I know, I know. Of all the pictures I took in Cleveland over the weekend, why do I have to put a rusting, pitted, algae-infested fountain here? I don’t know. I shouldn’t. I’ve also lost any chance I have of getting that high paying job with the Cleveland Chamber of Commerce. However, the overwhelming feeling I got during my three-and-a-half hour walk around Cleveland on Saturday was one of sadness. Oh, there were plenty of very nice areas of town, with some gorgeous decor and impressive landscaping. But you know what? Nobody lives there to see it. Cleveland needs people, people. They won’t come unless there’s places to work and I don’t mean CVS and Burger King. In my walk, I probably saw fifteen people. I’m serious. It’s a slippery slope, you see. The city is having an endless identity crises. Is it a blue collar city? Or an emerging city for tech companies to cheaply operate? It really feels like they’re one or two major corporations away from really thriving, but walking around there on a beautiful Saturday morning, I couldn’t help but feel like I was trapped on a quiet, desolate movie set or something.
One of the many positive aspects of Cleveland, though, and perhaps its crown jewel, is the second slide show today, some pictures of Jacobs Field. You see, I live in a city where the local ballpark has seats which face centerfield and are only suitable for midgets. I could probably generate fire since my knees are rubbing together whenever I go there and sit in the seats. Fenway is a ballpark where it costs $25 to park and another $25 just to sit in the bleachers. I should add that Fenway is also my favorite ballpark in the world, but Jacobs Field is just gorgeous. Modern and spacious but not overwhelming or huge. Just a great place to watch a baseball game, which we did. We also ate ice cream out of small plastic Indians helmets as Johan Santana and the Twins made mincemeat out of the Indians on Friday night. But it was a beautiful night to watch a baseball game in a modern day park. They should all be this good, folks.
Finally, I’ve mentioned my alma mater (Kent State) more than once here. One of the main purposes of my trip over the weekend was to go back to the place where I made many great memories. This year is the tenth anniversary of my graduation and I hadn’t been back in ten years. Boy, the place has changed. Oh, I knew my way around and navigated the place like it was yesterday, but there’s lots of new buildings, lots of creature comforts we never had and lots of kids who looked way younger than I remember college kids looking! Ugh.
A few notes about the Kent slideshow and the Kent State stigma. Of course, everyone associates Kent with the May 4, 1970 Vietnam Protests and the shooting/killing of four students, two of which happened to be, as they say, “just passing by.” Sadly, Kent will probably always have that asterik next to it and it’s always been quite a liberal school, anyway. The administration at Kent seems to have done everything in its power to pay tribute to those students and, at the same time, try to put it behind them. The memorial to the four students, which always seems to move me whenever I walk by it, is an unassuming area, tucked into a pretty part of campus not too far away from where the event occured. One can’t help but stand there and wonder where Kent would be today had those bullets somehow missed and the school remained a relatively quiet, liberal college tucked away a half-hour south of Cleveland. Oh yeah, one also can’t help but wonder if the National Guard had an ounce of brains in their head, but I just don’t want to go there. The slideshow here contains some interesting pictures of that memorial, where the only words you’ll find anywhere are three simple, but powerful suggestions: “Inquire, Learn, Reflect.” The slideshow also contains a close-up picture of the metal structure in front of Taylor Hall, which still contains a bullet hole, left there for us, the future generations, to inquire, learn and reflect.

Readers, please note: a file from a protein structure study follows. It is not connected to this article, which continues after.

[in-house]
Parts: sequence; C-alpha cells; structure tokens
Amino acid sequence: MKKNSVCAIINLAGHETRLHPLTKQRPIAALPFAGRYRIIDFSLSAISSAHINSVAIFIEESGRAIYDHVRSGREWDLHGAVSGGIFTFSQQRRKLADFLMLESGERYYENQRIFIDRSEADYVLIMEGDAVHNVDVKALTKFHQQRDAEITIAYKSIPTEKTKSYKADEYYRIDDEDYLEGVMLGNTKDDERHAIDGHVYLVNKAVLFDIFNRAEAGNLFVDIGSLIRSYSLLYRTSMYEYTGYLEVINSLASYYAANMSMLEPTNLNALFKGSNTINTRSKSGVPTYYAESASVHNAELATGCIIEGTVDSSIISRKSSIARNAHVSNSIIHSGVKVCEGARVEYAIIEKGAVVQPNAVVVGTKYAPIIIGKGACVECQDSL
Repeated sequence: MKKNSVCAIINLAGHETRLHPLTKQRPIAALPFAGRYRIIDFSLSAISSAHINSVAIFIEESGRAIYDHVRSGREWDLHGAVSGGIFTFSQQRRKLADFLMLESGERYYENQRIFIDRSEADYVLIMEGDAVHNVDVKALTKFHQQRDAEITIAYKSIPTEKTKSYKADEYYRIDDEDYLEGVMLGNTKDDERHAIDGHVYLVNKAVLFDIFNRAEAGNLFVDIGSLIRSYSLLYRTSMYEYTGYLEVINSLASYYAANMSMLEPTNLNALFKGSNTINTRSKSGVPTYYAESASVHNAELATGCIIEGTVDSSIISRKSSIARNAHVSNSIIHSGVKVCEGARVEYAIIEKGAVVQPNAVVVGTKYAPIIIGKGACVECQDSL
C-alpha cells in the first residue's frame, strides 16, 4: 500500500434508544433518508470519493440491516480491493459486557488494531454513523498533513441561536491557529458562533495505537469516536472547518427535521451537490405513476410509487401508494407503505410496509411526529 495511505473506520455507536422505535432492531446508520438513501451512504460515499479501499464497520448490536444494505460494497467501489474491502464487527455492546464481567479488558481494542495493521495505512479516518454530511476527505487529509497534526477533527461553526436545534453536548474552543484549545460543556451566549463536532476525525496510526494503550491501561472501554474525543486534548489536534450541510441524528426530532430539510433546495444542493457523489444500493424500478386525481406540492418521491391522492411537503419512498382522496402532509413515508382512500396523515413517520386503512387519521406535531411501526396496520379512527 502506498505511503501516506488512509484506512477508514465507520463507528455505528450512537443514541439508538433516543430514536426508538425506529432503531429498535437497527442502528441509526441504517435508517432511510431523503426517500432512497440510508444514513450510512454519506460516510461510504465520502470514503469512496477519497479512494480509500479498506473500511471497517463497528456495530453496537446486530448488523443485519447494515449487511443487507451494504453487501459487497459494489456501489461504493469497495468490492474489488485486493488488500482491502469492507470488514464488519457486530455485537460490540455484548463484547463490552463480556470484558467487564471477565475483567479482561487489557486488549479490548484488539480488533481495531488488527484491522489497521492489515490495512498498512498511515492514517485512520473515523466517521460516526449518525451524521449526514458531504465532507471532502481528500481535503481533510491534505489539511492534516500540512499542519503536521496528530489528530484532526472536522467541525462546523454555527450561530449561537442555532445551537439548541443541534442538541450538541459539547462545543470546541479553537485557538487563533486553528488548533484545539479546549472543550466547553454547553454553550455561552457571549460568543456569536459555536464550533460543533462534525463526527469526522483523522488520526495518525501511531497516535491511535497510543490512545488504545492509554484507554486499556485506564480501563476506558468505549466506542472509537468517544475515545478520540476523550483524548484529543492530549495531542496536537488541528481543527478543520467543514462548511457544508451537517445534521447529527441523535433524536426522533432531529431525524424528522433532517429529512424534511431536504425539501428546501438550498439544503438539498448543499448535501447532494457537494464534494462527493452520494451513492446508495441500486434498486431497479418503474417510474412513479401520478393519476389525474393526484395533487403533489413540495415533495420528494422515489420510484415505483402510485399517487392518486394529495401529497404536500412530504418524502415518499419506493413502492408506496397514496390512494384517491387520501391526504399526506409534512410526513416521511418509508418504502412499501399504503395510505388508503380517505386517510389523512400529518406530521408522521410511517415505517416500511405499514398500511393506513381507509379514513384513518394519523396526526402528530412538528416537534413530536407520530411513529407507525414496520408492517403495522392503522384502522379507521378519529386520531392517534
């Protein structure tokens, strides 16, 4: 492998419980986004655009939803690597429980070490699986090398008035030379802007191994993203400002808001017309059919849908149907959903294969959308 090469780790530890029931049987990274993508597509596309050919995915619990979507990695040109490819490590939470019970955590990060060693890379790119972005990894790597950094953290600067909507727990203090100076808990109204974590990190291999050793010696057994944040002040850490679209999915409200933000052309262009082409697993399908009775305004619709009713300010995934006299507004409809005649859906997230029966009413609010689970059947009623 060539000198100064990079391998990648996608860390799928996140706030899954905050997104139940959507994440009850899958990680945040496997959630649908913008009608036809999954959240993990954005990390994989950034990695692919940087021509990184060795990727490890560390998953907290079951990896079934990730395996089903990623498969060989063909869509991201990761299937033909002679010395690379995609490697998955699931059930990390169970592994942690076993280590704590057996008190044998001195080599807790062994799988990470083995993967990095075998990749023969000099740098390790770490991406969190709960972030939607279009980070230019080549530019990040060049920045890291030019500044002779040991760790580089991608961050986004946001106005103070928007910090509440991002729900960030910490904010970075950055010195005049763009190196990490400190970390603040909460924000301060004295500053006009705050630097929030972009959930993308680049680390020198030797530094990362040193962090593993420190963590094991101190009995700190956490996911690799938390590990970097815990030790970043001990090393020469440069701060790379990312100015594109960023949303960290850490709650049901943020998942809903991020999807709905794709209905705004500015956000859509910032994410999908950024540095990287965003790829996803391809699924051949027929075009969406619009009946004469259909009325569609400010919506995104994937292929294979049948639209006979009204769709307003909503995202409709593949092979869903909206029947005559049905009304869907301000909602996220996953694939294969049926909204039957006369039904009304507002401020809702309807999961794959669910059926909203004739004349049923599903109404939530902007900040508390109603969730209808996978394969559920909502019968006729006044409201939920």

You’ll also see the “grave” marked for Jeffrey Miller on the pavement near Taylor Hall. Miller was the student who was hit and killed by the bullet when it hit that metal structure and ricoched, taking a small, deadly turn and wrecking his life. Who would have thought such a small change in path for such a tiny piece of metal could wreak so much havoc? Of course, Miller’s body is the one seen in that famous picture at Kent State which was circulated worldwide and won the Pulitzer. I’ve also included that picture in this slideshow. To me, these are snapshots of today, but they’re not too far from yesterday. Ten years feels like last week all of a sudden. Thirty-four years ago, in May of 1970, the events at Kent State turned a nation and made the university known for one thing. It’s probably helped them tremendously and harmed them beyond imagination. I had a wonderful time at Kent State during my years there and made lots of friends and I realized this weekend how much I miss the camraderie, the life. I don’t miss the schoolwork. But I guess my one key takeaway is this: one second Jeffrey Miller is walking to (or from) class, the next minute, his lifeless body is frozen in time because of somebody’s bad aim and a freak ricochet. Make sure you stop and “smell the roses” today, even if it’s for just one second. Because it probably took only a few seconds for everything to end for four kids in 1970. The whole thing makes office jobs and high gas prices just seem damn ridiculous.
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